The FAIR Plan and Fire Hazards
The science is settled: climate change is causing more frequent and more destructive wildfires in California. These wildfires are causing massive destruction of homes in the midst of a housing crisis.
“Abundant Housing”, in the form of dense, infill residential development is the necessary solution for wildfires on two separate, but important, fronts. People need homes, but because of exclusionary zoning rules, Los Angeles doesn’t build enough homes near jobs, transit, and commercial areas. So people are forced to move farther and farther from city centers towards exurban forest and desert areas. Thus, it is our failure to build more housing within cities that’s forcing more Californians to live in areas with hazardous fire conditions.
Furthermore, as people are displaced farther and farther from city centers, they also must drive longer distances to commute to work, increasing greenhouse gas emissions. This, in turn, accelerates climate change, increases temperature volatility, and causes even more fire destruction. Again, the only way to stop this vicious cycle is to build dense, infill housing where people want to live: near jobs, transit, and commercial areas.
As the Sierra Club states in its position on infill development and climate change: “Development should be dense, inclusive, and located within or connected to existing communities and neighborhoods. New development should be designed to make neighborhoods walkable, and neighborhoods in the city and metropolitan contexts should be linked together by convenient high quality transit prioritized in regional, state and national transportation expenditure plans.”
For these reasons, Abundant Housing LA’s policies, including the FAIR Plan, are strategies designed to minimize low-density suburban sprawl that is destructive and risky, while promoting environmentally-friendly infill development.
Abundant Housing LA supports the following strategies to manage fire risk as part of our pro-housing vision:
- Housing allocations and land use plans that concentrate housing using objective factors, including: proximity to jobs, proximity to transit, patterns of segregation, and housing costs. These allocations minimize risky low-density sprawl and help us meet our housing needs fairly and equitably.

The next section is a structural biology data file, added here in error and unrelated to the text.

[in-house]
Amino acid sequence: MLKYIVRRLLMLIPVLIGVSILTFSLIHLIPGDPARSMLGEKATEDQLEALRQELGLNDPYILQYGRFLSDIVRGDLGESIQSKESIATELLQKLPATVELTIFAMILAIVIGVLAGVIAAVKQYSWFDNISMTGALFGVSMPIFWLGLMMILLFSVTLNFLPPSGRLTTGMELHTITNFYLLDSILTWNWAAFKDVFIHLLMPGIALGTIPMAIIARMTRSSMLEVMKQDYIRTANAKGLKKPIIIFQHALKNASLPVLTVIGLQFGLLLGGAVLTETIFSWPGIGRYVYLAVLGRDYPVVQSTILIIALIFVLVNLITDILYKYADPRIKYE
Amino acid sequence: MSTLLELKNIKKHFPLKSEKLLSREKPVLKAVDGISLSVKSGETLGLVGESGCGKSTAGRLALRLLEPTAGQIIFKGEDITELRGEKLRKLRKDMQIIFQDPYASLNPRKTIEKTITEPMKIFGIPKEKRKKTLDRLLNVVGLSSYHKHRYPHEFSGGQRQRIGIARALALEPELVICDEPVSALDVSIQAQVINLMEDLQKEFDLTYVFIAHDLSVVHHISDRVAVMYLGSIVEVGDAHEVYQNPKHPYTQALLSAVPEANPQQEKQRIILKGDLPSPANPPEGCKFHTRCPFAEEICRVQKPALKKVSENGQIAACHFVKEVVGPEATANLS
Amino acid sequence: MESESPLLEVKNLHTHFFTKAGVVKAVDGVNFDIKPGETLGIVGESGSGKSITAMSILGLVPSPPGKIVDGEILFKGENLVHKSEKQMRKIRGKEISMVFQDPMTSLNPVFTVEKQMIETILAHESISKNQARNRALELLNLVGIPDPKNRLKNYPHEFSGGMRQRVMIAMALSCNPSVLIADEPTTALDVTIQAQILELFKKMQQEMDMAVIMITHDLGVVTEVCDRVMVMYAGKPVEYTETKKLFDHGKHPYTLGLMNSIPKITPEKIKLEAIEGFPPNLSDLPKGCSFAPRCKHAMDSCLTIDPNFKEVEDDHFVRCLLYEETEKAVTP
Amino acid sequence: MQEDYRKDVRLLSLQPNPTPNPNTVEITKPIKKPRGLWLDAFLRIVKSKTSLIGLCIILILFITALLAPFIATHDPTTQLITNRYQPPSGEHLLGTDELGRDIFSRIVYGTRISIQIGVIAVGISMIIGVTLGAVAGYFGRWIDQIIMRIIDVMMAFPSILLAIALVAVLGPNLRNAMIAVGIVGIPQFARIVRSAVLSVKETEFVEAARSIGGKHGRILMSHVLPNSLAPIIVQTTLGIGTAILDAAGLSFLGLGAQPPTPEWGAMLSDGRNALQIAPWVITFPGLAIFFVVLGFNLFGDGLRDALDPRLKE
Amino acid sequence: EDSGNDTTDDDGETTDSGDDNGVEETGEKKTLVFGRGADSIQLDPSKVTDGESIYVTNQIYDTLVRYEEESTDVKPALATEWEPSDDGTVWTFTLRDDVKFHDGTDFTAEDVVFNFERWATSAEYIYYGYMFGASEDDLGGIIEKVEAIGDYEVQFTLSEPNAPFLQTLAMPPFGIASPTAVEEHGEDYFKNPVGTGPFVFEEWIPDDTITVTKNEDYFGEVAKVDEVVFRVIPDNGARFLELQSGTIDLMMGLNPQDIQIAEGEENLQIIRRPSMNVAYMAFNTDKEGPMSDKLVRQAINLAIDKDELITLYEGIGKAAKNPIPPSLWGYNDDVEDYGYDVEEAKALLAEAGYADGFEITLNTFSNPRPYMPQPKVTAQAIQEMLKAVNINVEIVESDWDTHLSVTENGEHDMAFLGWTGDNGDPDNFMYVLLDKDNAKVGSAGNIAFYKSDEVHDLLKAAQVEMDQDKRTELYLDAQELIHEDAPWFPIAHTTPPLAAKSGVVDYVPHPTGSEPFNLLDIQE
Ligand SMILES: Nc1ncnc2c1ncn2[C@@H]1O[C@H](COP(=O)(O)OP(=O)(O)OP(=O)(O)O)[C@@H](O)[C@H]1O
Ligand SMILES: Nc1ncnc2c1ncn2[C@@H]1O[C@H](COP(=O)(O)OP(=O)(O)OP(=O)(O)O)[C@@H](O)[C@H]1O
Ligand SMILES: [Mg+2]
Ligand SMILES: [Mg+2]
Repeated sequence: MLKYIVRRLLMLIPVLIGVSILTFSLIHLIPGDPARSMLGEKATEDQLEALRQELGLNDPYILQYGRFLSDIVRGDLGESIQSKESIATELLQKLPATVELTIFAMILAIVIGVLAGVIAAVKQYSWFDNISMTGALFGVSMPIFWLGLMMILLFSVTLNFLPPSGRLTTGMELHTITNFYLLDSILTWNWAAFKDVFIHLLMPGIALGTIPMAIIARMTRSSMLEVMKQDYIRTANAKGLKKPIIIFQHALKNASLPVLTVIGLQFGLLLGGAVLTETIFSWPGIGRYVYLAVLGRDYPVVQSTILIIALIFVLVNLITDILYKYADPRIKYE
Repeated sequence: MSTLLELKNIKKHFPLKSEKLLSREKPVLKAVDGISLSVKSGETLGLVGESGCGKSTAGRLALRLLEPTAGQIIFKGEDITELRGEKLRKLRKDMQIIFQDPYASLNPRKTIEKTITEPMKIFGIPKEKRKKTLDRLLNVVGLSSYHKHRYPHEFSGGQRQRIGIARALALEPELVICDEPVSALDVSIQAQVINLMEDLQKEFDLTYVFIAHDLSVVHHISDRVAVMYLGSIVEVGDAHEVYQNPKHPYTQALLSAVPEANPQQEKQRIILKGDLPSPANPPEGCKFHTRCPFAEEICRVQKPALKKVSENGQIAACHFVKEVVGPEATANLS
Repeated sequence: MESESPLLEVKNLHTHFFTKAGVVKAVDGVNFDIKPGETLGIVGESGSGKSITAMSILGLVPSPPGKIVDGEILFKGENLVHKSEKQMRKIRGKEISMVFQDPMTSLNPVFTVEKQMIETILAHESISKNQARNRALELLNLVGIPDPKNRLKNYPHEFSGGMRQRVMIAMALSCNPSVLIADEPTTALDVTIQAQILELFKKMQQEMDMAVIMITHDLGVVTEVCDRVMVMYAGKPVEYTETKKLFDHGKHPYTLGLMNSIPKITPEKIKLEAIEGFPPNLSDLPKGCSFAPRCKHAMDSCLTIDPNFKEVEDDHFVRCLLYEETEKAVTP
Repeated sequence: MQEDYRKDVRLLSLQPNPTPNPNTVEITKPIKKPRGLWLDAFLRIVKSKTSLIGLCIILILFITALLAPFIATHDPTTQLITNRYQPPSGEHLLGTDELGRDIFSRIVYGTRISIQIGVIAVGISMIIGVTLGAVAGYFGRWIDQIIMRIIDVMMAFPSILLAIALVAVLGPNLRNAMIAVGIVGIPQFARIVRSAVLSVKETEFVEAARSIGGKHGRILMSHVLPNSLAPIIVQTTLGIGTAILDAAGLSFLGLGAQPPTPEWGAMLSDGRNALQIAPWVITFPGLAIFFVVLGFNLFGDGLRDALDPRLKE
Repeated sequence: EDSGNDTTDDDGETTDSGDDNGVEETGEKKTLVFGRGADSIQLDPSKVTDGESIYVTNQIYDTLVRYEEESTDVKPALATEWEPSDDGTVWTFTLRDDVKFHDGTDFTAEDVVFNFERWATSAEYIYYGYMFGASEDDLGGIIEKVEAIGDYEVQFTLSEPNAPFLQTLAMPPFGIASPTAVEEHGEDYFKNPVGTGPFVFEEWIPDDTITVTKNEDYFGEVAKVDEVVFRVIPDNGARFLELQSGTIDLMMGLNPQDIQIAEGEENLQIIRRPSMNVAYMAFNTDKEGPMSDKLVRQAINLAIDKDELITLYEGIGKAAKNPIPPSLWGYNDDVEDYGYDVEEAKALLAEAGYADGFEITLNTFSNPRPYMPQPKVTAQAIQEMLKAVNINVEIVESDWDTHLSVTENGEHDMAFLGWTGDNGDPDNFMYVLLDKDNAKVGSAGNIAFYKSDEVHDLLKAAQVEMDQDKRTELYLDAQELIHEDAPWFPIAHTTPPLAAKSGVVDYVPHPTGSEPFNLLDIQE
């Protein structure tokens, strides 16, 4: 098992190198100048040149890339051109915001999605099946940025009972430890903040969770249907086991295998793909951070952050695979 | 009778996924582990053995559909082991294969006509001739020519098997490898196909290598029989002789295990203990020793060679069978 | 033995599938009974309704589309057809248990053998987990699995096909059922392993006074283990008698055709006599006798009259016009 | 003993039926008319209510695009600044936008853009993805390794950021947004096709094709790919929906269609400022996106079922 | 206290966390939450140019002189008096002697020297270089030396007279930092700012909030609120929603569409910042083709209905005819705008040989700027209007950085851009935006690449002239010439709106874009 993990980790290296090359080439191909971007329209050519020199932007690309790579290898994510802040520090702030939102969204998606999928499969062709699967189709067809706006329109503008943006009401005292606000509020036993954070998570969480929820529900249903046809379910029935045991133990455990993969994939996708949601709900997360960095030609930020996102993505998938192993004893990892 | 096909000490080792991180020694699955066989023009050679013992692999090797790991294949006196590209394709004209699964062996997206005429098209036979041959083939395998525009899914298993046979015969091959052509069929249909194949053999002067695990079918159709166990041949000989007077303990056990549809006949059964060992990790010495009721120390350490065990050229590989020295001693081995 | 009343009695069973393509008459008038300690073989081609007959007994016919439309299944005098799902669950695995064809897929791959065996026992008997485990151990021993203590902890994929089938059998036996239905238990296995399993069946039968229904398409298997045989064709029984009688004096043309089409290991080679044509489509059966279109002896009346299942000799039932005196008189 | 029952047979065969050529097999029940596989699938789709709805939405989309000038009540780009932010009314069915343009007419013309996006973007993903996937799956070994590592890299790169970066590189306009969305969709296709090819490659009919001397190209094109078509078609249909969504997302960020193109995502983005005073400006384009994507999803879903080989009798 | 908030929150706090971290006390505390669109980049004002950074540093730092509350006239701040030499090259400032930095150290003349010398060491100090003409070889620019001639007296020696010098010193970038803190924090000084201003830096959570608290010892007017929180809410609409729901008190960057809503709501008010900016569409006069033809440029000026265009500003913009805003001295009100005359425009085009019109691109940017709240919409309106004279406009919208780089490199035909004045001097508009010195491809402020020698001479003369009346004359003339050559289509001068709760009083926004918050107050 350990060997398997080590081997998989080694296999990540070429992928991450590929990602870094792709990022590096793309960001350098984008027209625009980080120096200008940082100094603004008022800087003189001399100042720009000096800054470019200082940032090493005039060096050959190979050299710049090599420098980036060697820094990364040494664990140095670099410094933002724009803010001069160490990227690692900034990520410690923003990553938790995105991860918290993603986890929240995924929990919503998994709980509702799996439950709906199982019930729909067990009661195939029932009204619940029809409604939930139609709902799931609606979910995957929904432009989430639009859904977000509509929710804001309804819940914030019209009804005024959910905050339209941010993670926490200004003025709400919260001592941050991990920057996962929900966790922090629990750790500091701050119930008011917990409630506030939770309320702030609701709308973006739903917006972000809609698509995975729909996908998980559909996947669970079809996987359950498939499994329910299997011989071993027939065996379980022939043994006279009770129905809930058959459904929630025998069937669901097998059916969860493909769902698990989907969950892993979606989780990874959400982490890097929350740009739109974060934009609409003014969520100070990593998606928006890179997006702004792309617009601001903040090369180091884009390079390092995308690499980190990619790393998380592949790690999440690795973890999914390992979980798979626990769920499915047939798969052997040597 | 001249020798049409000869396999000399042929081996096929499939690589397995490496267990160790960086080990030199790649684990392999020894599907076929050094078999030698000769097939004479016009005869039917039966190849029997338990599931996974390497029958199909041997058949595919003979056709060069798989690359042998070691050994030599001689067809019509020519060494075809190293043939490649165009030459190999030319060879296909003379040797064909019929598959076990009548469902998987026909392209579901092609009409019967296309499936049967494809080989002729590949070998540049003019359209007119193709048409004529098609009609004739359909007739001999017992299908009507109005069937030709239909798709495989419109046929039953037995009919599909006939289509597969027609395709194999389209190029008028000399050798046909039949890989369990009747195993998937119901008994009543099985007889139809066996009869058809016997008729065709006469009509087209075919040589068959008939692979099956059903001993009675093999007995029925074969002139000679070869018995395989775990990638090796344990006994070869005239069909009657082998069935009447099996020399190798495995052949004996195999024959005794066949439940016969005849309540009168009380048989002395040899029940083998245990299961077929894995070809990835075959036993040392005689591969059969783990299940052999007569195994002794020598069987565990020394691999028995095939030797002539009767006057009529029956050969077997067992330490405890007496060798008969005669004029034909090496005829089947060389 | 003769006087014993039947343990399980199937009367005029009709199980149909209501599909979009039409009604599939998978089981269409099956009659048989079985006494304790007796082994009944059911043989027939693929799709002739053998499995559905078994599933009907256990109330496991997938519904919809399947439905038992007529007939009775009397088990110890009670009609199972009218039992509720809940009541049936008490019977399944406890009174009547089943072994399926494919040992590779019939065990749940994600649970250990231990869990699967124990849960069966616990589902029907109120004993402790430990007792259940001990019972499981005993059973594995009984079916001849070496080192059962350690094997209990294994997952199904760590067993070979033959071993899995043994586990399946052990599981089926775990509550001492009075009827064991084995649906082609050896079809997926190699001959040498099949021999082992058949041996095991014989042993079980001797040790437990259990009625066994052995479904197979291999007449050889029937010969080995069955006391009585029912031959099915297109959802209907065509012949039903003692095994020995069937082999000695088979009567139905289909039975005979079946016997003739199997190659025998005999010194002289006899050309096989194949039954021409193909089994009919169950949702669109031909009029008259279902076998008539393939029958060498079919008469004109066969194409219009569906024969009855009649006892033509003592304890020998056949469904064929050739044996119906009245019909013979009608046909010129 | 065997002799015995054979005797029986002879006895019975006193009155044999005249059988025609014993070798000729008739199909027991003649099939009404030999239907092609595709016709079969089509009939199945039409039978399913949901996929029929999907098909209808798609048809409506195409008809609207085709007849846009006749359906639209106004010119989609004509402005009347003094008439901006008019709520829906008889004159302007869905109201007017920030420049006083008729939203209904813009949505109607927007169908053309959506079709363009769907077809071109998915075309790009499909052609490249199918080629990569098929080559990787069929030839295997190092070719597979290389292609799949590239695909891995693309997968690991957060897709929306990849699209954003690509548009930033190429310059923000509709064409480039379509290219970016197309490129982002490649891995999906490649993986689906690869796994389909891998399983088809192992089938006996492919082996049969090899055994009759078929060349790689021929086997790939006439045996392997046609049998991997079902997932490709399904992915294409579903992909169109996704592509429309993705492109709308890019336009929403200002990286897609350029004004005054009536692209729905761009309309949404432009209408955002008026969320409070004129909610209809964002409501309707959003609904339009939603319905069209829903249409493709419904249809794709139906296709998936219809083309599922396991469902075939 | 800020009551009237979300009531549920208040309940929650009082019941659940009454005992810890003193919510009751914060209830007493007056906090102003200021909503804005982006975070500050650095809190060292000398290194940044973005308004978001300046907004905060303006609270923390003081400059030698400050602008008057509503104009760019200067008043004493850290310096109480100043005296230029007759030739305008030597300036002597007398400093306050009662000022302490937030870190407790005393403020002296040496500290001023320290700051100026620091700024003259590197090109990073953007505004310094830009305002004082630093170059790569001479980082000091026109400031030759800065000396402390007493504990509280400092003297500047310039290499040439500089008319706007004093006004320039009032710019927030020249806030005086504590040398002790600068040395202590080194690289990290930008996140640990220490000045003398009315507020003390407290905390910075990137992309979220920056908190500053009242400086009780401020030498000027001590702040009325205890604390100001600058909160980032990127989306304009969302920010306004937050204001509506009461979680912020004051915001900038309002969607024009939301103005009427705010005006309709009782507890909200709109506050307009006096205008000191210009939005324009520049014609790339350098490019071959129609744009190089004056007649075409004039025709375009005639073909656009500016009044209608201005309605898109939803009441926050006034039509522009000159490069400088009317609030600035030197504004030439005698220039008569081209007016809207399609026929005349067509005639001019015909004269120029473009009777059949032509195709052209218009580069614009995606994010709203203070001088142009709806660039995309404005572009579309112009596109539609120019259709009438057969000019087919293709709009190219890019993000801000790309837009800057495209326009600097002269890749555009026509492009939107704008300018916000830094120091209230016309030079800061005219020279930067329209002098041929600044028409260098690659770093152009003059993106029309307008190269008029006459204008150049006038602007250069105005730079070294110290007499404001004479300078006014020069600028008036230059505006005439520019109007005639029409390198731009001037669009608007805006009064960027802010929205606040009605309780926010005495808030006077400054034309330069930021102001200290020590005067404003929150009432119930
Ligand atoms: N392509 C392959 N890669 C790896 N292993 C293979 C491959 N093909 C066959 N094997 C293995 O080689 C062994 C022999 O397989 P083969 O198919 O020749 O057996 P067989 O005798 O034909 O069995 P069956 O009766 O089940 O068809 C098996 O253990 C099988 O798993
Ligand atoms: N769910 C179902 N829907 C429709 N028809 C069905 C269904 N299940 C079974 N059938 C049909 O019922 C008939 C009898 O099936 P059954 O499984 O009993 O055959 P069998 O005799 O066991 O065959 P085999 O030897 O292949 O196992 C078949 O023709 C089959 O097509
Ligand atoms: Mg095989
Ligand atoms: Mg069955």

- A moratorium on new housing development in fire-prone greenspace, to prevent low-density sprawl into environmental areas that should be protected.
- Selection of sites for the City of LA Housing Element Update that eliminates undeveloped parcels in Very High Fire Hazard Severity Zones from the site inventory.
One question that arises is what to do with built homes and communities that exist in Very High Fire Hazard Severity Zones. While one possibility is managed retreat, Abundant Housing LA believes that existing communities can be maintained, supported, and allowed to fairly provide housing stock without increasing the footprint of housing into fire hazard zones. However, if the City determines that existing built communities cannot be adequately protected from fire hazard, the City should consider managed retreat. Regardless, it is imperative that no geographical expansion be allowed to occur into Very High Fire Hazard Severity Zones.
The FAIR Plan is an allocation of LA’s Regional Housing Need Assessment (RHNA) allocation to Los Angeles Community Plan Areas (CPAs) based on an objective calculation as described above. In other words, the FAIR Plan reflects actual housing needs within each of the city’s CPAs. However, some CPAs include large geographical areas that are unsuitable for housing development, including greenspace and Very High Fire Hazard Severity Zones. Some of these CPAs combine Very High Fire Hazard Severity Zones with areas accessible to job and commercial centers. The FAIR Plan does not, at a granular level, allocate housing within a CPA, but it is intended to concentrate housing near jobs, transit, and commercial areas to promote infill development *away* from greenspace and fire hazard areas.
Abundant Housing LA does not support risky low-density sprawl as a part of the Housing Element Update. We are confident that every CPA in Los Angeles contains adequate space for denser residential development outside of Very High Fire Hazard Severity Zones.
The FAIR Plan and Affordable Housing
The FAIR Plan answers one important question for the LA Housing Element Update: Where should the housing go?
This is one of many questions that Housing Elements must address, including how to fund and build cities’ affordable housing RHNA targets. Abundant Housing LA strongly supports the affordable housing component and believes in the importance of housing at all income levels. As we do our Housing Element Update, we must make sure that housing is equitable, affordable, and inclusive. In addition to policies that streamline and reduce the costs of housing development, we support direct funding for affordable housing through the following sources:
- Local bonds funded by parcel tax (e.g. Measure HHH)
- Property sales tax
- Divert Airbnb tax to affordable housing
- Congestion pricing
- Charging market prices for street parking
- Give away public land to affordable housing developers
- Streamline affordable housing projects where possible
To read our full position on housing element updates, beyond the FAIR Plan, read our open letter here: https://abundanthousingla.org/3415-2/